Directors: Andrew Stanton, Angus MacLane
Starring: Ellen DeGeneres, Albert Brooks, Ed O’Neill
Running time: 97 mins
UK release date: 29 July 2016
‘Silly season’ has long been a term that we apply to those summer months characterised by the absence of politicking and, by implication, a lack of substance to the stories that populate news platforms. One might be forgiven this year especially for greeting silly season with a sense of relief – the first seven months of 2016 delivered such upheaval that the prospect of a few weeks in which little is likely to happen on the political scene is a welcome one to most people. No news is good news, as they say.
A brief glance at film release schedules for that same season each year tends to find plenty of blockbusters and children’s films, both of which often contain their own fair share of silliness. This year’s primary offering from Disney Pixar is no exception. The protagonist of Finding Dory is the ‘silliest’ character from 2003’s beloved Finding Nemo – the chaotic yet lovable blue tang fish voiced by Ellen DeGeneres.
The film is a variation on the theme of its predecessor – a long and complicated quest for a family reunion, with Nemo’s core trio of Dory, clownfish Marlin and his son Nemo joined on this adventure by new and old friends. The ‘cute’ factor that Nemo previously delivered is provided here by the young Dory, whom we see in the adult fish’s flashbacks to her childhood. From these briefest of memories, she tries to piece together information about where she might find the parents she hasn’t seen since she was young. The tear-jerking moments that we now expect from this production house come from what we see of the family dynamic: two parents concerned for their child with ‘short term remembery loss’ are constantly striving to strike the balance between protecting their vulnerable offspring and celebrating her unique way of navigating the world. This cherishing of difference and of the value of every individual is thinly veiled, but no less worthwhile because of that.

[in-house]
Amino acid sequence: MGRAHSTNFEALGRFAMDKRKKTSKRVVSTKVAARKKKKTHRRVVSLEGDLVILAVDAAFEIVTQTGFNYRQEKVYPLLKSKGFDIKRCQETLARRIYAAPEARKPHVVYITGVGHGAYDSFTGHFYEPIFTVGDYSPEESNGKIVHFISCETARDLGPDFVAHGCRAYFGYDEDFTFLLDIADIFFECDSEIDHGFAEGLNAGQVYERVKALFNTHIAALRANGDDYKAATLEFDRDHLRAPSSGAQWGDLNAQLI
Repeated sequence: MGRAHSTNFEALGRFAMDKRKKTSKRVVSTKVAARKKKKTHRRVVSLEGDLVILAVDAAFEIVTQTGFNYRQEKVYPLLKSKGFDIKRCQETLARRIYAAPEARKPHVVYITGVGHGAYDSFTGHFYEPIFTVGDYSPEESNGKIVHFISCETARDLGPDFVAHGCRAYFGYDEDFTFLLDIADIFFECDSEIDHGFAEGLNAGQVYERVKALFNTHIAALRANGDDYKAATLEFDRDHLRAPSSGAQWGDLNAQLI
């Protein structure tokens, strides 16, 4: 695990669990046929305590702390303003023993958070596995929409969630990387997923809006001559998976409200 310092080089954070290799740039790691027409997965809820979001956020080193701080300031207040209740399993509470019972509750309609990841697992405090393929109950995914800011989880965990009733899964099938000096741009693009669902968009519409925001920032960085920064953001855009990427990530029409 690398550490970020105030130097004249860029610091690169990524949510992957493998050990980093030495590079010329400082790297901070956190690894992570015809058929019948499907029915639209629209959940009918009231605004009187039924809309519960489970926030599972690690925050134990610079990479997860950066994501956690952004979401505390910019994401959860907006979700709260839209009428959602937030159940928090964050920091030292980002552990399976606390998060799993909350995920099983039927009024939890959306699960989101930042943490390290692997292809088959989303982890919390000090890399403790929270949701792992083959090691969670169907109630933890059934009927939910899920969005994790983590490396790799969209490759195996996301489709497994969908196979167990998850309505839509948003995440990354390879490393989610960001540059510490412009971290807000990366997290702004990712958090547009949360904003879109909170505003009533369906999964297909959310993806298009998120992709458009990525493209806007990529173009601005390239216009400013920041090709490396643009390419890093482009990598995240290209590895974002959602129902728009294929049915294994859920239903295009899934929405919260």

As the plot progresses, the recognition of the value of a Dory’s-eye view on the world gives rise to a mission statement: ‘What Would Dory Do?’ This question is used as shorthand for an exhortation to follow your instincts – if you see an opportunity, grab it, don’t stop and subject it to the demands of logic and caution. As a general rule for life, that probably needs some refinement. However, as a tribute to one individual’s way of moving through the world, driven by curiosity and complete openness to experience, it’s powerful; and as an affirmation of the value of intuition, it’s important.
So as well as the silliness there is plenty of heart and a lot of skill – the visuals are, as one would expect, exquisite (Hank the Octopus apparently takes animation to a new level). Finding Dory won’t match its predecessor’s status in the Disney canon, and it’s unlikely that there will be a roaring trade in WWDD bracelets (although you don’t have to search too hard to find a t-shirt bearing the slogan). But there’s no harm in being encouraged to see the world through blue-tinted glasses, unfiltered by suspicion or prejudice. While the immediate vista may keep shifting, as it does for Dory, this perspective on the world is always focused hopefully on the horizon, which by definition is a place where two things meet – a place of unity rather than division. Given that there is no guarantee that terror and tragedy will obey the rules of silly season and give us all a breather, this may not be a bad lens through which to look at the world.